I read the other day that Corpers can now expect to have access to loan after a year-long service for those interested in setting up business of their own. Unlike other bank loans whereby getting required collateral is a deterrent for majority of Nigerians, here, the only requirement is the Youth Corps Discharge Certificate.
Interested graduate could get between 250k and 400k naira, bank determines how much to give based on business plan.
No doubt most people who would be interested in taking up this loan in the first instance are the folks from state and federal university just because they are likely to be from low-income households.
It would have been helpful if terms and conditions of this loan are stated clearly online to guide those who might be interested. I think even with the maximum of 400k ($2k), one can not rely on this alone and be expected to start paying principal + interest back in just six months – I suppose those taking up the loans will need to understand the terms well beforehand otherwise this may backfire.
The idea of helping new graduates to secure soft loans is meant to complement existing NYSC Skill Acquisition Program that all Corpers were supposed to have participated in during the course of their service year.
All great stuff as it seems something is being done to reduce unemployment rate in the country.
Here is what I found a bit unsettling, if this program is sponsored by the federal government, why are the Corpers not given equal access to the same variety of skills to choose from in all of our regions? It seems the head of youth corp is aware of this but prefer to believe the opposite.
Here’s a statement from the NYSC Director-General Johnson Olawumi:
“He debunked allegations that the corps is yet to provide skill acquisition and entrepreneurship development to corps members, adding that the exercise has been ongoing since 2012.” – Pulse News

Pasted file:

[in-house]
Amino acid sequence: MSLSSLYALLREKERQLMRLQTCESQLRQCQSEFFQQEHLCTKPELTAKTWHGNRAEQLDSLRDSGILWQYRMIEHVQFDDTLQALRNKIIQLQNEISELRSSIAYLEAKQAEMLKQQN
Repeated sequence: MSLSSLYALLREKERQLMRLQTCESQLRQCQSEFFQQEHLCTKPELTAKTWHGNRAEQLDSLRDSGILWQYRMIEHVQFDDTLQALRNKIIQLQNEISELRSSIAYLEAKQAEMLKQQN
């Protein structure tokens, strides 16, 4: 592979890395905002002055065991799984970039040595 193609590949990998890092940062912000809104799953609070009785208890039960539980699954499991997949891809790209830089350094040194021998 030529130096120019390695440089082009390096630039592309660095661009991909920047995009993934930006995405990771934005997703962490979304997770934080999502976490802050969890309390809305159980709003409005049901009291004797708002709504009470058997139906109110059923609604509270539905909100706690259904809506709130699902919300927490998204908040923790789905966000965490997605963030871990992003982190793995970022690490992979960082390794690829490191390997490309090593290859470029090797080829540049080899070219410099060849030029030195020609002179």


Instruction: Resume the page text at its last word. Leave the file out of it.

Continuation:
My question is instead of Brigade-General ‘debunking’ allegations, why can he delegate people to get accurate information from those making complaints, do random follow-up on stations to see if indeed all Corpers were given access to expected trainings.
I think the program is impressive but I also learned that Local Government Inspectors have different attitude toward this program which means some of our Corpers have fewer technical programs to choose from while others have plenty.
Also why is the fees paid to continue the scheme after three weeks in camp differ from region to region even when participating in similar program?
For example a Corper in one region paid 10k naira to train for leather work, while, in another region under the same scheme, learning the same leather work a Corper had to pay 15k naira.
I hope the corp members who are affected first hand by this disparity in fees and available skills to choose from can share information amongst themselves so Brigade General can make needed correction.
Thinking about this skill acquisition program, my hope over the next few years, this program will be better developed to mirror useful skill gaps in the country and then move it to our technical/polytechnic schools – I’m sure many people would get a lot out focusing on one skill for two years after secondary school.